Seven days after her first docetaxel administration, the patient presented with fatigue and decreased oral intake. She was admitted for supportive therapy for suspected chemotherapy-associated malaise. On the evening of hospital day #1 the patient reported increased shortness of breath. She was noted to be pale, hypotensive, and hypoxic. An EKG revealed new onset right bundle branch block. She was transferred to the ICU for critical care monitoring given her worsening clinical picture.

TLS was diagnosed after laboratory evaluation revealed acute renal insufficiency (2.4 mg/dL) and severe electrolyte abnormalities (phosphorus 5.7 mg/dL, calcium 9.7 mg/dL, potassium 7.0 mmol/L and uric acid 10.1 mg/dL). Treatment with allopurinol, rasburicase, and aggressive hydration was promptly initiated. She received a single dose of intravenous rasburicase and started on allopurinol 300 mg BID. Six hours following administration of rasburicase, her uric acid had decreased to 2.9 mg/dL. She was continued on allopurinol for 3 days as her uric acid level continued to decrease. As her electrolytes normalized, her clinical status stabilized. She was transferred out of the ICU on hospital day #10. She continued to recover clinically and was discharged to home in stable condition on hospital day #14.


TLS is an infrequent complication of the treatment of solid malignancies. It is most commonly encountered in the treatment of aggressive hematopoietic cancers. At risk malignancies include those with high proliferative rates, large tumor volumes, and high chemosensitivity [2]. Initiation of cytotoxic treatment leads to the rapid lysis of tumor cells, with high intracellular levels of potassium, phosphate, and nucleic acids. Nucleic acids are broken down into uric acid, which, along with phosphate crystals, precipitate in the renal tubules, leading to acute kidney injury [3].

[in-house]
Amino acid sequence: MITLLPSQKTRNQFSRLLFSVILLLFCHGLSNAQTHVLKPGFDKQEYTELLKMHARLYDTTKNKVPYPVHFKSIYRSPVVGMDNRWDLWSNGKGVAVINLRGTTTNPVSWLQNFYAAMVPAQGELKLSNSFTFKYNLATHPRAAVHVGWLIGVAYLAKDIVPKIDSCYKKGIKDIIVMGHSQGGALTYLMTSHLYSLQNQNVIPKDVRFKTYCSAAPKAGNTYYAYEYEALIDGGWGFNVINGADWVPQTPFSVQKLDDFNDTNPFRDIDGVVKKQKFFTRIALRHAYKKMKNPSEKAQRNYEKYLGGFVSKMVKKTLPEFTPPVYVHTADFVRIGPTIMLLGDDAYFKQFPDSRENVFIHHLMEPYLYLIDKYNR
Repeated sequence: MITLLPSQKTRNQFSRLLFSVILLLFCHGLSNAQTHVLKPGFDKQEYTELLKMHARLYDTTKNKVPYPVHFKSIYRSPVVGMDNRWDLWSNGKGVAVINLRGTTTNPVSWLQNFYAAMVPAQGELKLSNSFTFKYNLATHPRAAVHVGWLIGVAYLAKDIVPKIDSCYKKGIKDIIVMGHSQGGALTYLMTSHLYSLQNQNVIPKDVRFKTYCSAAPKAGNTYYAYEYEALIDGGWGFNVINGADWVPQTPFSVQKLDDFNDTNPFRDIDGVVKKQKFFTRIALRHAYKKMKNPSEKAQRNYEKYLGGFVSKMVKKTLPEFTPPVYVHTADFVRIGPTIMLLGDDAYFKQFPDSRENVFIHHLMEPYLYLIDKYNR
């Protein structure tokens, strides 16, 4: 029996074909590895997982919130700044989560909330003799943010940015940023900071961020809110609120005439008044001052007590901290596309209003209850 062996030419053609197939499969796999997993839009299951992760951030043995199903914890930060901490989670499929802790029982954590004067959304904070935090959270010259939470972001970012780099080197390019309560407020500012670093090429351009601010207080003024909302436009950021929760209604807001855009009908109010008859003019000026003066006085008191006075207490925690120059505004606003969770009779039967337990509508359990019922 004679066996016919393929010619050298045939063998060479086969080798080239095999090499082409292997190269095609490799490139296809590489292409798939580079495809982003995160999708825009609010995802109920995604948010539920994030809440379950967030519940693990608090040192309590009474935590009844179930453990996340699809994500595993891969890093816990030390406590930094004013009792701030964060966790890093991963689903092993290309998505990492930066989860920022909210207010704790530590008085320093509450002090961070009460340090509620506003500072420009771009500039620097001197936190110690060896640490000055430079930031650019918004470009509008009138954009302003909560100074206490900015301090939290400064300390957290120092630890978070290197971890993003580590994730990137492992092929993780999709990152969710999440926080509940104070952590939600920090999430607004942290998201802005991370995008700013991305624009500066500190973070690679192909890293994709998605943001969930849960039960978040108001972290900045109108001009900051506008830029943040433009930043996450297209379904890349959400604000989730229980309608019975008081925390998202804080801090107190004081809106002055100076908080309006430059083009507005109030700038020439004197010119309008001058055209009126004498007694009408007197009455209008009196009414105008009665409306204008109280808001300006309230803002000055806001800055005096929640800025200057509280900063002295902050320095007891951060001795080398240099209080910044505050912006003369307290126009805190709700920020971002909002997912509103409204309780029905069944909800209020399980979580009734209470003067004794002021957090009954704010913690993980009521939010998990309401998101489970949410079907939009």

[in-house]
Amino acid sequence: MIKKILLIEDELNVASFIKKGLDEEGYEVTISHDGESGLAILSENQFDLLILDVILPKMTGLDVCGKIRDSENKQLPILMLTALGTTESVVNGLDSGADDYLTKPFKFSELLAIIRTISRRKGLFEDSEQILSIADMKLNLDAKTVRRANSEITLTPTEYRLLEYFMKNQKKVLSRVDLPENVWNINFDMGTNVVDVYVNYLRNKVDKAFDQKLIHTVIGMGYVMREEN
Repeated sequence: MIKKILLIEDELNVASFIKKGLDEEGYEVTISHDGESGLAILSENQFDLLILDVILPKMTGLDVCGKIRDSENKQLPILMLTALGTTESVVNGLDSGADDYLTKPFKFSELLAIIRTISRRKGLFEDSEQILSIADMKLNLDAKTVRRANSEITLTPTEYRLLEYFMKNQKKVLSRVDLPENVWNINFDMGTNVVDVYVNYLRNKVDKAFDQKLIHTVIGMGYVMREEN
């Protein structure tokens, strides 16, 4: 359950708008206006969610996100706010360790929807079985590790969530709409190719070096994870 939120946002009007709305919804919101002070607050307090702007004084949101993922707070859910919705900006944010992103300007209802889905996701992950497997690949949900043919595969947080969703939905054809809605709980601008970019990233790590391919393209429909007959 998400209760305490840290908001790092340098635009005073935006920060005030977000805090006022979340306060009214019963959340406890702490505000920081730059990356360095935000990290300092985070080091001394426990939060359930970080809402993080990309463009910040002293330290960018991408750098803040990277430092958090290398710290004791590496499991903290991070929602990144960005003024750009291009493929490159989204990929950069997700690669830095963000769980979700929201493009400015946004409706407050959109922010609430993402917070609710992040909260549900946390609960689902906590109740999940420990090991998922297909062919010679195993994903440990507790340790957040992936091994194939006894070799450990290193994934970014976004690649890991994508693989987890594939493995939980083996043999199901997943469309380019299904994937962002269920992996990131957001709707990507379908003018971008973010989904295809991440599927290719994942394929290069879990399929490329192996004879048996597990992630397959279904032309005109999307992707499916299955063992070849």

Intravenous hydration is a cornerstone of treatment to provide renal perfusion and increase urine output, which helps eliminate uric acid and phosphate [3]. Hypouricemic agents are also indicated. Allopurinol decreases uric acid formation, while rasburicase degrades uric acid to the more water soluble allantoin [4]. Rasburicase is more effective in normalizing the serum uric acid levels as compared to allopurinol [5,6].

TLS is commonly seen in the treatment of hematopoietic malignancies and prophylaxis with rasburicase for high risk patients is recommended [7]. Isolated reports of TLS in solid tumors have been described in the literature with three involving ovarian neoplasms. This includes a case report of TLS during induction chemotherapy with carboplatin and cyclophosphamide in a patient with serous ovarian adenocarcinoma [8]. A second case report describes TLS in a patient receiving salvage topotecan for recurrent serous ovarian cancer [9]. In both cases, the patients were treated using intravenous hydration and allopurinol. The first case referenced additionally utilized parenteral bicarbonate and furosemide in the patient’s management [8,9]. A third case report documents fatal TLS after receiving carboplatin and paclitaxel chemotherapy for recurrent ovarian cancer with documented intravascular spread [10]. To our knowledge, TLS has not been reported in the literature as a complication of the treatment of ovarian cancer with docetaxel. Several isolated cases of TLS after the use of docetaxel for other solid tumors (including esophageal, lung and prostate) are reported [11-13].

While TLS remains a rare complication of the treatment of ovarian cancer, prompt recognition and treatment are essential to recovery and the avoidance of permanent renal injury. In the case presented, appropriate treatment with hydration and hypouricemic agents quickly restored normal laboratory parameters and renal function. No lasting sequelae from TLS occurred in this patient. Given her recurrent disease and excellent clinical response in CA 125, a second dose of docetaxel was considered. After discussion with the patient and her family, another cycle was administered along with prophylactic allopurinol 300 mg orally once. She tolerated the course without complication. Although rare in the field of gynecologic oncology, practitioners should be aware of the clinical and laboratory manifestations of TLS so that patients may benefit from the timely initiation of treatment.